This scam preys on small business owners looking to protect an invention. The so-called “promotion company” will charge a hefty fee to “evaluate” the invention. The results of the evaluation pretty much hinge on the ability to pay, i.e. if you pay the fee, the company will say that your invention is wonderful with plenty of potential.
Of course, this leads to additional scams. One variation is to charge a large amount of money to get legal protection (patent, copyright, trademark, etc.). Or you could be offered a bogus marketing plan that will take more money from your wallet. If you happen to have a truly worthwhile invention, expect the company to push you to sign over your rights to it for little or no money.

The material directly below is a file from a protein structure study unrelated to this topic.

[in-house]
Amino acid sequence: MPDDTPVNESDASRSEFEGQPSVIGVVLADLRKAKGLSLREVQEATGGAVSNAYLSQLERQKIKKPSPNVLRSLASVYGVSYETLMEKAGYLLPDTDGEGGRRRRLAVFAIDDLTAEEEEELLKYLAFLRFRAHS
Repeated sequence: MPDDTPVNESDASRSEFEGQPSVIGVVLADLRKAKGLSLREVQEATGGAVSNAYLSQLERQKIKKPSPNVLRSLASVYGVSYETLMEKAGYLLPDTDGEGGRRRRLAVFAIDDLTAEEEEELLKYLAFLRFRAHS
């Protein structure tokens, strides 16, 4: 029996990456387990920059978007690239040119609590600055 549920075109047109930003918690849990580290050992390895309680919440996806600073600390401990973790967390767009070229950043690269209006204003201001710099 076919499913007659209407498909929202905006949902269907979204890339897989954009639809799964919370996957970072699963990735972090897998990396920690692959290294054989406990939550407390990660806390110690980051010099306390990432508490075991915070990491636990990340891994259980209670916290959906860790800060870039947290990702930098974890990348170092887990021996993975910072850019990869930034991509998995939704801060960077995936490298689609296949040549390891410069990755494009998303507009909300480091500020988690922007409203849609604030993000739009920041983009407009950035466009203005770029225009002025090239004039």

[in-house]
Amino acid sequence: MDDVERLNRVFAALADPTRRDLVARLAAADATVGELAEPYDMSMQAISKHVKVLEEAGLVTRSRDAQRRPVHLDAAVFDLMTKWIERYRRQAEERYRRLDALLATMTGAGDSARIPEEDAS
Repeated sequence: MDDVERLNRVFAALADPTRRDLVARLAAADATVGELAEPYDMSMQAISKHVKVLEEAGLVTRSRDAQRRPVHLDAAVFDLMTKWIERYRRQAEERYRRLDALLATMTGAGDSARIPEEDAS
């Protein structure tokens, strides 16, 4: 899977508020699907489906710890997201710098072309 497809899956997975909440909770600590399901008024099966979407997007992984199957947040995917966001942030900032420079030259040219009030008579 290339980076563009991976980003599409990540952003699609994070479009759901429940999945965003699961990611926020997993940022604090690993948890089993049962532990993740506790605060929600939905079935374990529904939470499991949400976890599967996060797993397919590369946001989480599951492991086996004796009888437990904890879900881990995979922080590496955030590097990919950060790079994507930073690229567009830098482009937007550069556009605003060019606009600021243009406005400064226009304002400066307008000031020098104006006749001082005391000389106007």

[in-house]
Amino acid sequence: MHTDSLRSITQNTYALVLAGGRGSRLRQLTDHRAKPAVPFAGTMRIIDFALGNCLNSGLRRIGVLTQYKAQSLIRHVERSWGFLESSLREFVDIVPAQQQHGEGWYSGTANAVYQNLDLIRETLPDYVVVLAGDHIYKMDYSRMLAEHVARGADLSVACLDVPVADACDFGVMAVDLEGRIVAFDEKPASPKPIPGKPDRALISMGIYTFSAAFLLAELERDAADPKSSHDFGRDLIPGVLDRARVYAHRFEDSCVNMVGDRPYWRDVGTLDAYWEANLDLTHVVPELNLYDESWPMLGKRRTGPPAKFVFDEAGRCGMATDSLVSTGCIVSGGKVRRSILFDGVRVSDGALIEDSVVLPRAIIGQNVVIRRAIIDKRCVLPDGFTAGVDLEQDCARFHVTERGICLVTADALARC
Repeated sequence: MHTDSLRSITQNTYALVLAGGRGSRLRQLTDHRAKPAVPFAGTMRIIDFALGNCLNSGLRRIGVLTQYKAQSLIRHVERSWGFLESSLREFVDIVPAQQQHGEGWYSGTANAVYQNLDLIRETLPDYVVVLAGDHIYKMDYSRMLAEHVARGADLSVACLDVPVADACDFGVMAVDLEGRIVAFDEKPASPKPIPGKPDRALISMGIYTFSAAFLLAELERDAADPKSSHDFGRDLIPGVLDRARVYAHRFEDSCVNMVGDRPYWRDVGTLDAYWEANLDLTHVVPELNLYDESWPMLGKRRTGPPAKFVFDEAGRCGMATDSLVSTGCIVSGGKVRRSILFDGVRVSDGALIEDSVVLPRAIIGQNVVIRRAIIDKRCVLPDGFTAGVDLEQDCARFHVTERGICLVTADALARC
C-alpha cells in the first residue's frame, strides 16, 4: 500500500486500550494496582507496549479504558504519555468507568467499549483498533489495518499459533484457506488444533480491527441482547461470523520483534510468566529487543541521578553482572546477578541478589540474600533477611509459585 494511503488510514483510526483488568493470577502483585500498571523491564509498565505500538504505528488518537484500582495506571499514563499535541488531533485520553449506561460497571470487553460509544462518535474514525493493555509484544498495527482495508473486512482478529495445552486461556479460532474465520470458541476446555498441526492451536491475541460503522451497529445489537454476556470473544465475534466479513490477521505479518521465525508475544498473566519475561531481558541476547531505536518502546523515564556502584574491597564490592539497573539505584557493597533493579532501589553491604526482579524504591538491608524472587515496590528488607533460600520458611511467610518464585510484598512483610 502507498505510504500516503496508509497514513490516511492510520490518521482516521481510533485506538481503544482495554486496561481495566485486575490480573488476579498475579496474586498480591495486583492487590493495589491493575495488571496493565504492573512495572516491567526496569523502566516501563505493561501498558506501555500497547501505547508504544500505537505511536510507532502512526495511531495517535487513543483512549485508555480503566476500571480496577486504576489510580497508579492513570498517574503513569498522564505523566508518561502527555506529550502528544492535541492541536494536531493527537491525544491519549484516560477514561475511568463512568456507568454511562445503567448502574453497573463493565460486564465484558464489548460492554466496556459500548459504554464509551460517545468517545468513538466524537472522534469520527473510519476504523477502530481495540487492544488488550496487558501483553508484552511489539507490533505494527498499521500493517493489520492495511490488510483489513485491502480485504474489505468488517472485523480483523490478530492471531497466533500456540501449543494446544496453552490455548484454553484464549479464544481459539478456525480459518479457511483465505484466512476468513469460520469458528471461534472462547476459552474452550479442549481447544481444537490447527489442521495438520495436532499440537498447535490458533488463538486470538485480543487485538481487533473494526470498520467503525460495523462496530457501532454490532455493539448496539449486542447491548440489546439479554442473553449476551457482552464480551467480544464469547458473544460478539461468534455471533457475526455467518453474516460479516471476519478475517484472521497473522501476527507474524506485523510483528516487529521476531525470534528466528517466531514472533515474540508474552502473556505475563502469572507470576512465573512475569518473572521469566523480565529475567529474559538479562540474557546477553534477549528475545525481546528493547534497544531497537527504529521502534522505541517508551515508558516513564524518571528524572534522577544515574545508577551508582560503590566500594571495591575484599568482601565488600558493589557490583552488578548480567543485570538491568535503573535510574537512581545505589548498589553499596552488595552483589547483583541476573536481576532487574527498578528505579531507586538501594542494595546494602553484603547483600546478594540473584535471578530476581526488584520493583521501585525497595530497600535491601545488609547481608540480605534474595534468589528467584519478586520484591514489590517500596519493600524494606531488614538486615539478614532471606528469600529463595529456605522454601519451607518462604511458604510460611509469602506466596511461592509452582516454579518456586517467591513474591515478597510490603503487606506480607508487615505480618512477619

This week, the U.S. Federal Trade Commission (FTC) filed a civil contempt action against four people and eight businesses for alleged deceptive trade practices that include some of the misconduct that I’ve described here.
What this means is that the defendants were already nailed in court but continued to operate.
If you’ve got an invention or other intellectual property to protect, use a reputable business attorney if you don’t know how to do the work yourself.
Hat tip to ConsumerAffairs.com